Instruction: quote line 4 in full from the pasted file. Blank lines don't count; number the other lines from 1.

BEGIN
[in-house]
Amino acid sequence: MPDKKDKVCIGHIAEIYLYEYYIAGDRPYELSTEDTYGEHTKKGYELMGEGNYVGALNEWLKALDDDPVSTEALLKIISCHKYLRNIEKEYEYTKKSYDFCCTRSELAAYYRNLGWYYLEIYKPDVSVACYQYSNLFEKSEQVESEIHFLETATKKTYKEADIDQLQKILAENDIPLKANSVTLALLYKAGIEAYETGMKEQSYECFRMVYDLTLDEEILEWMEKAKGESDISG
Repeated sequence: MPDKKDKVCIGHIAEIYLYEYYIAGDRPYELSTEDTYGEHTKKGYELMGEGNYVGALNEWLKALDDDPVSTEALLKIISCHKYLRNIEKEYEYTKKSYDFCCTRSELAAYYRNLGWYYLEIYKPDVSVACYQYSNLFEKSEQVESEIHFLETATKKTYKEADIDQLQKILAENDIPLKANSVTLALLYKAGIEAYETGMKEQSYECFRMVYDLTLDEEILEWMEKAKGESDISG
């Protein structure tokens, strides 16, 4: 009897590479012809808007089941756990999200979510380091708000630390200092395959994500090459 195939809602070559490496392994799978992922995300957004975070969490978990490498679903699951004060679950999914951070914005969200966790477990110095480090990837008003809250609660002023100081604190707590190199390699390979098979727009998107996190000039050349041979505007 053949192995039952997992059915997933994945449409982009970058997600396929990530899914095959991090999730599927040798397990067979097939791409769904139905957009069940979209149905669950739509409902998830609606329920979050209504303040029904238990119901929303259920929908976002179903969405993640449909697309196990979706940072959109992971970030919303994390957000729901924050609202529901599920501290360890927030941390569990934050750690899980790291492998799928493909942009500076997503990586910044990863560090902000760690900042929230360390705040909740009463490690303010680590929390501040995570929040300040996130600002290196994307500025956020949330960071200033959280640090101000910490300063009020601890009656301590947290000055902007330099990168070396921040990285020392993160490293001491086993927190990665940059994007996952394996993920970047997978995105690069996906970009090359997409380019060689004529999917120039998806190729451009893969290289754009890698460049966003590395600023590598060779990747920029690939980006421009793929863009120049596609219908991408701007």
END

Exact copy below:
């Protein structure tokens, strides 16, 4: 009897590479012809808007089941756990999200979510380091708000630390200092395959994500090459 195939809602070559490496392994799978992922995300957004975070969490978990490498679903699951004060679950999914951070914005969200966790477990110095480090990837008003809250609660002023100081604190707590190199390699390979098979727009998107996190000039050349041979505007 053949192995039952997992059915997933994945449409982009970058997600396929990530899914095959991090999730599927040798397990067979097939791409769904139905957009069940979209149905669950739509409902998830609606329920979050209504303040029904238990119901929303259920929908976002179903969405993640449909697309196990979706940072959109992971970030919303994390957000729901924050609202529901599920501290360890927030941390569990934050750690899980790291492998799928493909942009500076997503990586910044990863560090902000760690900042929230360390705040909740009463490690303010680590929390501040995570929040300040996130600002290196994307500025956020949330960071200033959280640090101000910490300063009020601890009656301590947290000055902007330099990168070396921040990285020392993160490293001491086993927190990665940059994007996952394996993920970047997978995105690069996906970009090359997409380019060689004529999917120039998806190729451009893969290289754009890698460049966003590395600023590598060779990747920029690939980006421009793929863009120049596609219908991408701007």